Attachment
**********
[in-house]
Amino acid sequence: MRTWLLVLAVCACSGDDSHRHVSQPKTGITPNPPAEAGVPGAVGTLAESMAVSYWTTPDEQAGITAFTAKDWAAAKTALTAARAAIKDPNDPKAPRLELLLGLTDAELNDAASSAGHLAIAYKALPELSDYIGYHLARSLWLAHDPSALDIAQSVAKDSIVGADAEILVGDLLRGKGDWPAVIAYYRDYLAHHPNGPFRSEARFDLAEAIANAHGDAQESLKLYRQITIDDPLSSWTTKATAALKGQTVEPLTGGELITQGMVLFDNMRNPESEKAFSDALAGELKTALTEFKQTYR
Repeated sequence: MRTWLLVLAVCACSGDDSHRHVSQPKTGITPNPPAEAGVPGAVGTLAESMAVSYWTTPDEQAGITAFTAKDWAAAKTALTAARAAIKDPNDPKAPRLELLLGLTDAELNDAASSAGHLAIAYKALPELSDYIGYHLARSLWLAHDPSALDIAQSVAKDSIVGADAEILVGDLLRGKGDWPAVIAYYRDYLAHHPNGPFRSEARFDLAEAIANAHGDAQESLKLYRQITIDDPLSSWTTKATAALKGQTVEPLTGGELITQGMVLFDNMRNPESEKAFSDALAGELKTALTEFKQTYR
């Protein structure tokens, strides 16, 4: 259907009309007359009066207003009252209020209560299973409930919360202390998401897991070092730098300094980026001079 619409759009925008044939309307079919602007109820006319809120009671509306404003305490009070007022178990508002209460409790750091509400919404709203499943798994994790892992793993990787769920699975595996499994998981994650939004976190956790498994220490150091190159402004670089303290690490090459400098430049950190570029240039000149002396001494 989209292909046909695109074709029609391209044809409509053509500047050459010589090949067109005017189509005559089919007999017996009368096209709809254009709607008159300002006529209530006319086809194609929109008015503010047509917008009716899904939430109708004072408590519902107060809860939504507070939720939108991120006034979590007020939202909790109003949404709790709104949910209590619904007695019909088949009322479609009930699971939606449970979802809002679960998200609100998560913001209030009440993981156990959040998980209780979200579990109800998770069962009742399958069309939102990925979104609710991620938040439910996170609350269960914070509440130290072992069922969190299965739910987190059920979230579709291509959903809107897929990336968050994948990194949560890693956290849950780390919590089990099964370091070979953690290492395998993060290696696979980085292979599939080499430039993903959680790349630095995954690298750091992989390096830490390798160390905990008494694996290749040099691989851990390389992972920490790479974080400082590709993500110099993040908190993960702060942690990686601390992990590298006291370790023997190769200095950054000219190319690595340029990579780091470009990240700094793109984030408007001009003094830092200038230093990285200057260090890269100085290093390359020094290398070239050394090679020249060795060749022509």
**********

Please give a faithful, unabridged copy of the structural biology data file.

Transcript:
[in-house]
Amino acid sequence: MRTWLLVLAVCACSGDDSHRHVSQPKTGITPNPPAEAGVPGAVGTLAESMAVSYWTTPDEQAGITAFTAKDWAAAKTALTAARAAIKDPNDPKAPRLELLLGLTDAELNDAASSAGHLAIAYKALPELSDYIGYHLARSLWLAHDPSALDIAQSVAKDSIVGADAEILVGDLLRGKGDWPAVIAYYRDYLAHHPNGPFRSEARFDLAEAIANAHGDAQESLKLYRQITIDDPLSSWTTKATAALKGQTVEPLTGGELITQGMVLFDNMRNPESEKAFSDALAGELKTALTEFKQTYR
Repeated sequence: MRTWLLVLAVCACSGDDSHRHVSQPKTGITPNPPAEAGVPGAVGTLAESMAVSYWTTPDEQAGITAFTAKDWAAAKTALTAARAAIKDPNDPKAPRLELLLGLTDAELNDAASSAGHLAIAYKALPELSDYIGYHLARSLWLAHDPSALDIAQSVAKDSIVGADAEILVGDLLRGKGDWPAVIAYYRDYLAHHPNGPFRSEARFDLAEAIANAHGDAQESLKLYRQITIDDPLSSWTTKATAALKGQTVEPLTGGELITQGMVLFDNMRNPESEKAFSDALAGELKTALTEFKQTYR
């Protein structure tokens, strides 16, 4: 259907009309007359009066207003009252209020209560299973409930919360202390998401897991070092730098300094980026001079 619409759009925008044939309307079919602007109820006319809120009671509306404003305490009070007022178990508002209460409790750091509400919404709203499943798994994790892992793993990787769920699975595996499994998981994650939004976190956790498994220490150091190159402004670089303290690490090459400098430049950190570029240039000149002396001494 989209292909046909695109074709029609391209044809409509053509500047050459010589090949067109005017189509005559089919007999017996009368096209709809254009709607008159300002006529209530006319086809194609929109008015503010047509917008009716899904939430109708004072408590519902107060809860939504507070939720939108991120006034979590007020939202909790109003949404709790709104949910209590619904007695019909088949009322479609009930699971939606449970979802809002679960998200609100998560913001209030009440993981156990959040998980209780979200579990109800998770069962009742399958069309939102990925979104609710991620938040439910996170609350269960914070509440130290072992069922969190299965739910987190059920979230579709291509959903809107897929990336968050994948990194949560890693956290849950780390919590089990099964370091070979953690290492395998993060290696696979980085292979599939080499430039993903959680790349630095995954690298750091992989390096830490390798160390905990008494694996290749040099691989851990390389992972920490790479974080400082590709993500110099993040908190993960702060942690990686601390992990590298006291370790023997190769200095950054000219190319690595340029990579780091470009990240700094793109984030408007001009003094830092200038230093990285200057260090890269100085290093390359020094290398070239050394090679020249060795060749022509």